The issue of who to tell about a bleeding disorder is faced by everyone affected all over the world.
Many of the issues are viewed differently and change as the treatment available in a country improves. When treatment is poor more people choose not to tell people. There are concerns about employment, marriage prospects and in some cases the cultural or religious interpretation of disabilities. As treatments improve, and social stigma reduces, the benefits of informing people, such as safety and having reasonable adjustments made, become more important. In countries like Scotland, this progress was set back by HIV and Hepatits C.
Visible bleeding and bruising on men and women can be viewed very differently. In men it can be a sign of toughness but women can face stigma and assumptions of abuse. Strong taboos around menstruation are also a factor.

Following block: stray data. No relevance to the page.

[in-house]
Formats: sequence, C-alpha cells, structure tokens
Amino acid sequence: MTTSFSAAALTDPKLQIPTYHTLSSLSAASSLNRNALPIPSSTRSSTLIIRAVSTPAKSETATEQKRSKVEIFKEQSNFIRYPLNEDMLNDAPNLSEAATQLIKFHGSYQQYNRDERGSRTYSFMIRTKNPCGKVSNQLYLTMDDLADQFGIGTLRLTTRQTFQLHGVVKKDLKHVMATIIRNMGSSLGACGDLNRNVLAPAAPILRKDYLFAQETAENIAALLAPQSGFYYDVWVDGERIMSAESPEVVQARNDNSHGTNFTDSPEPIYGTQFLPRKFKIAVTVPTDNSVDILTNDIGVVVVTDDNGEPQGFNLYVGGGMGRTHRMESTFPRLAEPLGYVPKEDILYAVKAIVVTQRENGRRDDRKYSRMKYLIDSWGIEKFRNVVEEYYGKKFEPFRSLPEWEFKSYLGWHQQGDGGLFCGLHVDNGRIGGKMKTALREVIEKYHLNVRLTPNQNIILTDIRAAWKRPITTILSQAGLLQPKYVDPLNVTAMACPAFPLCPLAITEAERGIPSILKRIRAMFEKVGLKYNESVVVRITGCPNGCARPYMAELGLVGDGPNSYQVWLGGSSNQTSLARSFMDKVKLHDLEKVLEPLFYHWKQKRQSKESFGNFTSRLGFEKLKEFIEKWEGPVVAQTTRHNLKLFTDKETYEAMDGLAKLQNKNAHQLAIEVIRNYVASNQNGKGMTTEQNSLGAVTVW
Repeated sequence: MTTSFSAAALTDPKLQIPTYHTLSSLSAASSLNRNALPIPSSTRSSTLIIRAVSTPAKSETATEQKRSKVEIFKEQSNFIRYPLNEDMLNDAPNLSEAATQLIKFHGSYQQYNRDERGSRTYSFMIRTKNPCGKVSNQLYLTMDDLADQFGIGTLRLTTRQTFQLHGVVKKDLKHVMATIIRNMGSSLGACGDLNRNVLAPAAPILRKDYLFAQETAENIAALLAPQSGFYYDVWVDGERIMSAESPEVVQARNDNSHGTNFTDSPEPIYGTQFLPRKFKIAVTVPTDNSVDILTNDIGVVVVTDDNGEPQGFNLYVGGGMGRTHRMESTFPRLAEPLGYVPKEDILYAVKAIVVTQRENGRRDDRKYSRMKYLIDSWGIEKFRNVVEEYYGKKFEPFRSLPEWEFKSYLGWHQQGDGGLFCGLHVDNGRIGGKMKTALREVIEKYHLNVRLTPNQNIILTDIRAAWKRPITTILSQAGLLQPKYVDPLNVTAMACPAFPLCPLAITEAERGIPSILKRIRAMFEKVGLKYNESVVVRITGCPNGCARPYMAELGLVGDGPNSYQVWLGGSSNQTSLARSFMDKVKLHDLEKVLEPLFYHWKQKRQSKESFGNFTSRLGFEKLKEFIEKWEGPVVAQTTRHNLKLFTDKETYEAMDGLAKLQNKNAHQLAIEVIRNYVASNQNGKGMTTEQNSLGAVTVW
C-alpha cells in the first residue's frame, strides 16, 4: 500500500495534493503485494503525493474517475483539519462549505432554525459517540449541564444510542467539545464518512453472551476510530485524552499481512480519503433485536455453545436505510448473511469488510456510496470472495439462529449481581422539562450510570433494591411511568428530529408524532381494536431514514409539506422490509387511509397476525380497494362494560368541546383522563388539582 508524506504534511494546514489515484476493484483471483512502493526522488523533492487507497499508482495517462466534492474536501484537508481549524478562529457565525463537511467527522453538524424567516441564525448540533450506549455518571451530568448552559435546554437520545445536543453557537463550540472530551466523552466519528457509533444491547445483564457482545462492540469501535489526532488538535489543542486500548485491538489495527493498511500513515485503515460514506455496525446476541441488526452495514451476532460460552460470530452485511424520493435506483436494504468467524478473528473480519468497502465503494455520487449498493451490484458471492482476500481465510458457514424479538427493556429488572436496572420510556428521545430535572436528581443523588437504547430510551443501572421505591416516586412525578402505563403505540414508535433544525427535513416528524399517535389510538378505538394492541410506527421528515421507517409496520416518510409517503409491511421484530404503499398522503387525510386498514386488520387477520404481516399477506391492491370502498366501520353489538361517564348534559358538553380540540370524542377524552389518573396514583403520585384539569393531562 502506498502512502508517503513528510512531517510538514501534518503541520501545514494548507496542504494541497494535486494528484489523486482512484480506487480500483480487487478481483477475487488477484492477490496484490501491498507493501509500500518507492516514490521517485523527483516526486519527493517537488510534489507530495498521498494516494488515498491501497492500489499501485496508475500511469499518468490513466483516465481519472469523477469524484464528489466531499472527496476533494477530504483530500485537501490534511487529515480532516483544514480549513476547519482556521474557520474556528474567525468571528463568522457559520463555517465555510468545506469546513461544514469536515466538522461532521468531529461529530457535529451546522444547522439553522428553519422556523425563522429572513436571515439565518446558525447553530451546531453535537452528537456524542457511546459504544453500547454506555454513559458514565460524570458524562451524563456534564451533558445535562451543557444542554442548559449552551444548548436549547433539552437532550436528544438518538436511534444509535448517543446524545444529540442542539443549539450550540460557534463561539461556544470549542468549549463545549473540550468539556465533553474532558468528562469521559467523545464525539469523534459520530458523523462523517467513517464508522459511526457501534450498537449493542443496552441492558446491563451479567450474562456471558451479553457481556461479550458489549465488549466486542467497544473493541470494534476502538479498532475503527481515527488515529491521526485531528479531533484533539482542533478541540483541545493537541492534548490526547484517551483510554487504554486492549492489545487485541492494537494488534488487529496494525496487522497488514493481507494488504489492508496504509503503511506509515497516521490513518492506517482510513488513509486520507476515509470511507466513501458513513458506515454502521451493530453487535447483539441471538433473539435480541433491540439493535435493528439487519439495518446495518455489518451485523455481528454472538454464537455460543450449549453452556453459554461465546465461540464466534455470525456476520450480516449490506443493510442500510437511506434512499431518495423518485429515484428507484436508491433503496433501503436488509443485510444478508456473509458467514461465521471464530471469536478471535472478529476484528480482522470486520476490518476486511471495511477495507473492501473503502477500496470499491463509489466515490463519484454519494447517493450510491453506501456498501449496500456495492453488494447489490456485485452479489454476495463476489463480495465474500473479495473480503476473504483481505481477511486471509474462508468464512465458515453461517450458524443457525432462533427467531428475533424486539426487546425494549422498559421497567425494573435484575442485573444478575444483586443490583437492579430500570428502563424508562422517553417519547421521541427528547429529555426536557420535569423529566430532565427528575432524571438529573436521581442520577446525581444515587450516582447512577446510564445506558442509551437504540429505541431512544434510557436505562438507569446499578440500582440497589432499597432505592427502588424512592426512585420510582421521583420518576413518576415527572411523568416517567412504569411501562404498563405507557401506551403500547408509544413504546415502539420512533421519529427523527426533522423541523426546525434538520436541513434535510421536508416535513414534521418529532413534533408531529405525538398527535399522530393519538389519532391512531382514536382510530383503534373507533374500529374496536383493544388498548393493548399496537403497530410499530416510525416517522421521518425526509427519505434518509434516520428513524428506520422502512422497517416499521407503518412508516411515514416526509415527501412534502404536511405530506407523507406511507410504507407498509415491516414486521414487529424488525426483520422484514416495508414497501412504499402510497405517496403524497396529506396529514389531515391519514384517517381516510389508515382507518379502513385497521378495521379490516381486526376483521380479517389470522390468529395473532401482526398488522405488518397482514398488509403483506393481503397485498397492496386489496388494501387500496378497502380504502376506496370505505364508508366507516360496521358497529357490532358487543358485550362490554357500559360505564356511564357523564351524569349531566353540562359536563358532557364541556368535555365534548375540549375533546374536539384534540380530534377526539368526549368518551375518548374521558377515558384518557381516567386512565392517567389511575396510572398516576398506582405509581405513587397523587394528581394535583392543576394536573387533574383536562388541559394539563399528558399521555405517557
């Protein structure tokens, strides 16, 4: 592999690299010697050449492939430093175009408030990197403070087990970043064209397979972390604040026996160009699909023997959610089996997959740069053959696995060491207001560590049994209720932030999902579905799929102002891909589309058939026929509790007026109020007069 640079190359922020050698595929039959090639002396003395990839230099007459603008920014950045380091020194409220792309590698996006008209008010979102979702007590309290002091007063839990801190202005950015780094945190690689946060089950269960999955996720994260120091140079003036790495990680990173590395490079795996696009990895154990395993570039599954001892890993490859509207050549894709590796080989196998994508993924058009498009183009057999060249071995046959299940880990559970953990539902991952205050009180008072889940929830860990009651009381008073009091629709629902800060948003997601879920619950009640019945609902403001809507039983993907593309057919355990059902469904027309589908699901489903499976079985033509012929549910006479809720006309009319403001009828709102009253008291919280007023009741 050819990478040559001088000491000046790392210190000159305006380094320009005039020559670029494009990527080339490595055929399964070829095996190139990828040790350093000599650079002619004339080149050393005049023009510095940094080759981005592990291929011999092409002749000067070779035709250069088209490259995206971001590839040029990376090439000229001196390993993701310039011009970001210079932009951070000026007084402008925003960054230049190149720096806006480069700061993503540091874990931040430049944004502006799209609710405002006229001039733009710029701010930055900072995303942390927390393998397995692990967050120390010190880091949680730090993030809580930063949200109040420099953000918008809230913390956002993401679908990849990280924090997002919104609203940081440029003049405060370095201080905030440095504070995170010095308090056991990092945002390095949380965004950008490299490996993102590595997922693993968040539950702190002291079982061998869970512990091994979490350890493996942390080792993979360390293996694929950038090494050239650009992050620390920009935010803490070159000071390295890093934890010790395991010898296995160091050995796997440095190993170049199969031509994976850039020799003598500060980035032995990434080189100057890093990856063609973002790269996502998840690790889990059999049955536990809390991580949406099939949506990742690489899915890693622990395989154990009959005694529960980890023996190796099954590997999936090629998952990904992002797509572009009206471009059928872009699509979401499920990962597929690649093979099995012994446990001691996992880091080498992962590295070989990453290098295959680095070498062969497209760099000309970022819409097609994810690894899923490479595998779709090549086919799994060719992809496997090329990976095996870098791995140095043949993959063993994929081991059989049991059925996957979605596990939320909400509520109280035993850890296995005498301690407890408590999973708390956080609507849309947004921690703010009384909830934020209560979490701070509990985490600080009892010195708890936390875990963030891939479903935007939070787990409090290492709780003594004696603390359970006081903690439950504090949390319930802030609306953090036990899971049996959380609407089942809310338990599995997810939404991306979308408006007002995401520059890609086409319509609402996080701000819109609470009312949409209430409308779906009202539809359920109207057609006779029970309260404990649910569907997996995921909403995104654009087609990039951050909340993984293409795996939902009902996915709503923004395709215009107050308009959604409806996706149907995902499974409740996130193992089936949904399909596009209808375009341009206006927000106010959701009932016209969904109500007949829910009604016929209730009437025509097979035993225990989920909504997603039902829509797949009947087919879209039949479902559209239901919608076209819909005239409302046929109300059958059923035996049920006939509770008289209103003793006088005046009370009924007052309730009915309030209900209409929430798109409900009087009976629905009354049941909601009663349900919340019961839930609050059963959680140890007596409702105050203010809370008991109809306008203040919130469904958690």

These days people make more personal choices. For some it is important to show they have nothing to be ashamed of. In some cases this “honesty is the best policy” approach can reassure schools and employers that the condition is well managed. On the other hand, where treatment is good, some people see no reason to single themselves out as different by telling people about their condition.
Ultimately, there are so many different social, cultural and personal consideration the decision about who to tell is not a “one size fits all” issue.
Haemophilia Scotland are very grateful to Baxter Healthcare UK for there generous support which enabled us to attend the WFH Congress in Melbourne.